We learn, “Efforts by Black scholars to condemn the Dunning School, such as W. E. B. Du Bois’s seminal text Black Reconstruction in America, were largely ignored by white scholars until the Black freedom movement of the 20th century created a climate in which professional historians took another look at the period. In the 1950s and ’60s, academic historians began debunking the Dunning myths about Reconstruction. Historians have since thoroughly discredited the racist scholarship of the Dunning School and reframed Reconstruction as a time of radical social and political progress that was halted and rolled back by white supremacist violence. They have also drawn from Du Bois’s class analysis of white supremacy, acknowledging how white elites deliberately worked to keep Black and white working-class people from uniting across racial lines and, overall, sought to disempower U.S. laborers. Since the 1960s, historians have enriched and complicated our understanding of Reconstruction in countless ways. This process of discovery and reinterpretation continues today, yet few of these insights have made their way into state social studies standards. What most students learn in school about Reconstruction is decades behind the scholarly consensus. Historian Eric Foner said, ‘for no other period of American history does so wide a gap exist between current scholarship and popular historical understanding, which, judging from references to Reconstruction in recent newspaper articles, films, popular books, and in public monuments across the country, still bears the mark of the old Dunning School.’ Far too many people in the United States still do not understand the history of Reconstruction. Based on our analysis of state educational standards, our national survey of teachers, and our assessment of a sample of district curricula across the country, incorrect and often racist approaches to teaching Reconstruction still define the standards and curricula of many states.”

From a lithograph entitled, “The Shackle Broken—By the Genius of Freedom”: a vignette commemorating an 1874 speech on civil rights delivered by Congressman Robert B. Elliott of South Carolina. Source: National Portrait Gallery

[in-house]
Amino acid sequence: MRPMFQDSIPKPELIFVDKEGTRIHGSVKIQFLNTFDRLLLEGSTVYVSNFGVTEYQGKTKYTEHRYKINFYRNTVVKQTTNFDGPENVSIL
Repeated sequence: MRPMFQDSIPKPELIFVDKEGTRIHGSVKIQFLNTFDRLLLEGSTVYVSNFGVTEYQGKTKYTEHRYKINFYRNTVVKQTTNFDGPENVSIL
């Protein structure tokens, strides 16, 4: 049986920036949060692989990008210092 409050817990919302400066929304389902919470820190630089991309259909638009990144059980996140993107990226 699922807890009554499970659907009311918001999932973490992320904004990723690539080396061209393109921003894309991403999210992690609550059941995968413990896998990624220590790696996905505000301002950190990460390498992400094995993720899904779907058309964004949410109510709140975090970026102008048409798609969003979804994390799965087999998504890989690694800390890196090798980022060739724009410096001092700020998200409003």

We next see what Reconstruction’s relevance is for us today. “Reconstruction touches nearly every element of modern U.S. life. The legacies of the era shape U.S. government, politics, economics, settlement patterns, and much else besides. In the past year in particular, the legacies of Reconstruction have assumed newfound significance in the ongoing battles over the nature of U.S. democracy, police brutality, and the deadly COVID-19 pandemic. Reconstruction offers critical context for the racial disparities in COVID-19-related fatalities. As historian Jim Downs explained, the high death toll in the United States among Black people from COVID echoes the destructive outbreak of smallpox among formerly enslaved people during the Civil War that killed uncounted thousands. Notably, smallpox continued to ravage Black communities for decades, long after white authorities had declared the epidemic at an end. During the nationwide racial justice protests in the summer of 2020, many activists described struggling against the twin epidemics of COVID and white supremacy, a formulation that would have been readily recognized by newly freed people struggling against smallpox and the Ku Klux Klan during Reconstruction. One of the most notable connections between our current political moment and Reconstruction is the use of Reconstruction-era laws to respond to white supremacist attacks on U.S. democracy. In February 2021, Rep. Bennie Thompson (D-Miss.) filed a federal lawsuit against former Pres. Donald Trump and others who encouraged or participated in the January 6 assault on the Capitol for violating the Enforcement Act of 1871. Congress passed this law, also known as the Ku Klux Klan Act, to counter the violent attacks on multiracial Reconstruction governments and protect Black people from white supremacist terrorism during Reconstruction. In June 2021, a coalition of civil rights organizations also invoked the Ku Klux Klan Act in lawsuits against Trump supporters who attacked a Democratic campaign bus in Texas, along with the law enforcement officials who allowed the attack to take place.”

We also see, “As a growing conservative movement in state legislatures and school boards has sought to restrict education that foregrounds the history of white supremacy, the work to change the narrative and understand the relevance of this era becomes both harder and more important. Republican lawmakers in more than two dozen states have introduced legislation to ‘restrict how teachers can discuss racism, sexism, and other social issues.’ Reconstruction, because of its centrality to the history of race in the United States, could be particularly affected by bans on teaching ‘controversial’ topics. Discouraging or banning the teaching of racism, inequality, and white supremacy will make it impossible for students to learn the history of Reconstruction — and its legacies in the contemporary moment. The stakes could not be higher. As one middle school history teacher in Louisiana explained, ‘It’s impossible to understand the rest of the history of the United States without an understanding of Reconstruction.’ “

From a lithograph entitled, “The Shackle Broken—By the Genius of Freedom”: a vignette celebrating African Americans’ rights to fair labor and land ownership. Source: National Portrait Gallery